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General aspects of Natural Killer cell biology

Project leader: Thorsten Lieke

Natural Killer (NK) cells are part of the innate immunity. They exhibit cytotoxic activity but can respond with cytokine release to certain trigger. The most outstanding characteristic is the fast induction of NK cell response. Inflammatory cytokines can be detected hours after protozoan parasites infection directing the adaptive immune response to a powerful reaction against the infection. On the other hand, NK cells reveal regulatory function during priming of T cells. This regulative capacity is restricted only to a subset of NK cells. In this regard, we evaluate and characterise interplay of NK cells with T cells and other cell population as well as a detailed investigation of the subset of regulatory NK cells. In addition, we are interested in mechanisms of NK cell activation in human, mouse and rats.

Interaction of T cells with tumor cells

Project leader: Thorsten Lieke

Tumor cells provoke innate and adaptive immune responses. For some tumors, inflammatory reaction support malignant outcome, some are controlled by the immune system. As a matter of fact not only the quantity and pathway of infiltration and response is crucial for successful combat of cancer but also the location of infiltrating lymphocytes in the tumor microenvironment. However, tumor cells established strategies for evasion of immune responses. We found a mechanism of contact dependent interaction of human and murine T cells with tumor cells leading to surprising consequences for both partners. We evaluate the nature of contact formation between T cells and tumor cells. Furthermore, we work on the outcome for T cell function and tumor viability.

Hepatocyte Transplantation

Project leader: Florian Vondran

Scientific staff: Wiebke Brauns, Nina Dobbernack , Ingrid Meder, Thorsten Lieke

Hepatocyte transplantation (HCTx) is a promising therapy option for the treatment of numerous inborn and acquired liver diseases. HCTx is much more cost efficient and a less invasive procedure than conventional liver transplantation (LTx). Furthermore, the method of cell transplantation enables the opportunity of pre-Tx modification of hepatocytes by technologies such as gene therapy. Unfortunately, the promising results obtained in animal models could not be successfully transferred into clinical application in man, yet. The aim of our project is to evaluate the immunological aspects of HCTx in order to establish new strategies for efficient cell transplantation with optimized long-term outcome.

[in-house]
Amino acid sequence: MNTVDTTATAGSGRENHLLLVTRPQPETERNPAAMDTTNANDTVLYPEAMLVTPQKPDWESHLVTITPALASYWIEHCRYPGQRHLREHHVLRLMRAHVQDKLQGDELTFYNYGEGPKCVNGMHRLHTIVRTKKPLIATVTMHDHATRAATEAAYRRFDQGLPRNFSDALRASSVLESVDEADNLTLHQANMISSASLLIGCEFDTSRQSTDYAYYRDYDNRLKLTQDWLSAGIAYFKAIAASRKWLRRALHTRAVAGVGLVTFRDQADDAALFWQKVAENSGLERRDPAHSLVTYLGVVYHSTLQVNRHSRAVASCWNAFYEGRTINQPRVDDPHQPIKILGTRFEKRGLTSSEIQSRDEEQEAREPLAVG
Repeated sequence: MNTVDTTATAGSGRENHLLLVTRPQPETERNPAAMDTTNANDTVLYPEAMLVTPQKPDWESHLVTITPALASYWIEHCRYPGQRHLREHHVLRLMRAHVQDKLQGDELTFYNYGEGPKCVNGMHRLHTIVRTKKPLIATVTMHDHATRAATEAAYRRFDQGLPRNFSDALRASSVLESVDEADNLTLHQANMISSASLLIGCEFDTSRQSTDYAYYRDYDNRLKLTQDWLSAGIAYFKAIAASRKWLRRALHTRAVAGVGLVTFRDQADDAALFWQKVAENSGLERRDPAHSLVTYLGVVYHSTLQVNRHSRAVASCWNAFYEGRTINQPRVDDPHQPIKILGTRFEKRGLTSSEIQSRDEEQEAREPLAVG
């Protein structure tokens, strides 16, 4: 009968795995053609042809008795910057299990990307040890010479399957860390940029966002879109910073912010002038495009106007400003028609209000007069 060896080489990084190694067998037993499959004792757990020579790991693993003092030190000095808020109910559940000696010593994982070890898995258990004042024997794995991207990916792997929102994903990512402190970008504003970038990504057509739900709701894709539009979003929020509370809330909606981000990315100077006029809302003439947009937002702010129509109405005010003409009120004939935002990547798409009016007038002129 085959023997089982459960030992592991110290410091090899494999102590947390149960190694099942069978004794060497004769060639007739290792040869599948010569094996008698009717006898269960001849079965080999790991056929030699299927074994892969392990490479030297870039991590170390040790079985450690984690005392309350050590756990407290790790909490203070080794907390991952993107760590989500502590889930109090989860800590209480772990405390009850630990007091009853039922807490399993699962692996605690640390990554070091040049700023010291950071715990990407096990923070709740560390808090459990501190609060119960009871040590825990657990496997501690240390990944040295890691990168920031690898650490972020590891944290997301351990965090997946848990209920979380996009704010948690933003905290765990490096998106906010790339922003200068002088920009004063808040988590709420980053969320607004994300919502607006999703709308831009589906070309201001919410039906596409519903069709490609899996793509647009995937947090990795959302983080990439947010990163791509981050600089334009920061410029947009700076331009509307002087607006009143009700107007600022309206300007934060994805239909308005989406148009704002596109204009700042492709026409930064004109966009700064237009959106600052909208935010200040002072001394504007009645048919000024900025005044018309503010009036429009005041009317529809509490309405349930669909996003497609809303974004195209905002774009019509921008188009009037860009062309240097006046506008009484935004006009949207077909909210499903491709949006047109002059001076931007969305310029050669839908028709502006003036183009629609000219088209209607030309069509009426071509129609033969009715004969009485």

Isolation, Culture and Cryopreservation of Primary Human Hepatocytes

Project leader: Moritz Kleine / Florian Vondran

Scientific staff: Wiebke Brauns, Ingrid Meder, Marc Riemer

Large quantities of primary human hepatocytes (PHH) are required for basic research and clinical applications. In addition, they represent a valuable tool used in pharmacotoxicology. In conclusion, the demands for PHH continuously increase while their supply is insufficient due to limited cell sources. The aim of our project is to evaluate alternative sources of liver tissue for the isolation of high quality primary human hepatocytes. Furthermore, we are interested in innovative concepts for long-term cell culture and cryopreservation of PHH in order to optimize the supply with liver cells for further use in vitro and in vivo.

Non-alcoholic fatty liver disorder (NAFLD) and Liver Transplantation

Project leader: Ulf Kulik

Liver transplantation is the only promising treatment option for many end-stage liver diseases. Regarding the rising incidence of fatty liver degeneration in western populations and the decreasing number of human donors with acceptable liver grafts, the transplant evaluation of limited liver grafts with higher extent of fatty degeneration appears more and more likely. Thus, the aim of this project is to assess the reversibility of fatty liver degeneration after liver transplant in a rat model and gain understanding of the molecular mechanisms involved in this process. Furthermore therapeutic strategies to improve liver regeneration following liver transplant are investigated. The project is conducted in cooperation with the Institute for Toxicogenomic Research, Director: Prof. Dr. J. Borlak.